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Link to an image of this page  Link to an image of this page  [F3v p86]

Ire.

Du fier Lyon la queuë est dicte alce,[1]
D’ond il se bat, quand il est courroucé,
Quand la cholere, & le fiel amer monte,
Fureur s’esmeut que raison point ne dompte.

Ire faict oublyer raison, & ainsi transmue l’hom-
me en beste furieuse qui se nuyct à elle mesme.

Notes:

1.  The Greek word ἀλκαία was supposedly derived from ἀλκή ‘strength’ (see emblem 3, [FALb003]). The Etymologicum Magnum, an ancient Greek lexicon, defines ἀλκαία as ‘properly the tail of the lion, because it urges him on to strength (ἀλκή)’. Pliny, Natural History, 8.16.49, describes how the lion’s tail lashes with increasing fury and spurs him on. See also Aelian, De natura animalium, 5.39.


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Link to an image of this page  Link to an image of this page  [I2r p131]

A ceux qui s’apprestent dommage.

XCI.

Voyez moy povre & simple Chievre,
Qui laisse un Loup mon pis teter.[1]
J’en suis dolente, & pis qu’en fievre:
Car mal m’en sentiray traicter.
Mon maistre deust bien regretter
Cest acte, s’il fust homme expert:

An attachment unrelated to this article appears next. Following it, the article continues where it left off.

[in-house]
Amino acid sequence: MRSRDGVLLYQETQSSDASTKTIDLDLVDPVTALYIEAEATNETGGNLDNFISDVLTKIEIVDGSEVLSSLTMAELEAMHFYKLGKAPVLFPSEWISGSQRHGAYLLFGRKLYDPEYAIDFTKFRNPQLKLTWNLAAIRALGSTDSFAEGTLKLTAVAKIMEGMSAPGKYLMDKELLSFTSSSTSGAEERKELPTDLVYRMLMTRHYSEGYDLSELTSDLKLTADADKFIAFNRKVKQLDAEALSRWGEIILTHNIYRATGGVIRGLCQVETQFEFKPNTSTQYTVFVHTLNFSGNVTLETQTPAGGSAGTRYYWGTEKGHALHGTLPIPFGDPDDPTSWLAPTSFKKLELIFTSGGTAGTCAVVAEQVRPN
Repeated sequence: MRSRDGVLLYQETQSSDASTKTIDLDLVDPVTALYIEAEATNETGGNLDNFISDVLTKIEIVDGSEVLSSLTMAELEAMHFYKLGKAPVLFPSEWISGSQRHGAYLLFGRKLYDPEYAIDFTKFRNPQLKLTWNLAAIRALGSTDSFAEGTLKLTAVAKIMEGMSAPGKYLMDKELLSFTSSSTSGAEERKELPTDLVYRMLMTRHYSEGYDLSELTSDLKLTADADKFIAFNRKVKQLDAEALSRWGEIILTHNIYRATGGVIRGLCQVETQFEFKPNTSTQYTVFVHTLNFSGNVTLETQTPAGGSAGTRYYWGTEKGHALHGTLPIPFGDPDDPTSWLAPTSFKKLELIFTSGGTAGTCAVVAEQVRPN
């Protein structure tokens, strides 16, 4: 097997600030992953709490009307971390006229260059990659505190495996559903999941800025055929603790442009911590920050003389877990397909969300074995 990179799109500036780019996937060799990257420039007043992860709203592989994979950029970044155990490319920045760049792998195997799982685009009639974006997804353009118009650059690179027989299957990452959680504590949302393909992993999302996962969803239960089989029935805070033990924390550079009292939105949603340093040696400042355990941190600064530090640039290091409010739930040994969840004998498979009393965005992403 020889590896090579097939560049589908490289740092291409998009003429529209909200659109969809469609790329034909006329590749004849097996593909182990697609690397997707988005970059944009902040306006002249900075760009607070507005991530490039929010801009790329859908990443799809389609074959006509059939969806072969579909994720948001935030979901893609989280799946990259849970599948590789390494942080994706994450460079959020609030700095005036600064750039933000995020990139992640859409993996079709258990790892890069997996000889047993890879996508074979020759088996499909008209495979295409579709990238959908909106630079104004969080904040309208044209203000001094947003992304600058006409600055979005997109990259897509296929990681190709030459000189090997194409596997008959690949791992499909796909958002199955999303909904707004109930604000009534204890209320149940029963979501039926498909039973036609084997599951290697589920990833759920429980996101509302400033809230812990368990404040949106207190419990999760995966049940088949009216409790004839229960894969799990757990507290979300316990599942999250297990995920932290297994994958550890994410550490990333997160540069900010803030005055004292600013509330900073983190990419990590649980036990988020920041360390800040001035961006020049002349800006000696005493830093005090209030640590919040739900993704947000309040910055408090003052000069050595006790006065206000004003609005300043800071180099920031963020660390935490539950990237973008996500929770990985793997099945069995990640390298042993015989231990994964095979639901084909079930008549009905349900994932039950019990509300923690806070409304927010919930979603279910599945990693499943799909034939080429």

Veu qu’on a sceu pieça noter,
Qu’en tous meschans plaisir se perd.

commentaires.

La chevre, estant contrainte d’allaicter & nour-
rir un louveteau, se complaint, fort angoissee, de ce
que le pasteur le vouloit ainsi. Car elle se doutoit bien,
qu’incontinent qu’il seroit devenu grand, il ne fau-
droit point de la devorer: d’autant que les meschans
& malicieux oublient incontinent les biensfaicts re-
Link to an image of this page  Link to an image of this page  [I2v p132] ceus. On dit en commun proverbe, qu’il ne faut point
nourrir les petits des loups: car le loup change bien
de poil, mais non jamais de naturel.

Notes:

1.  This is a translation of Anthologia graeca 9.47. For the content cf. Aesop, Fables 313-5.


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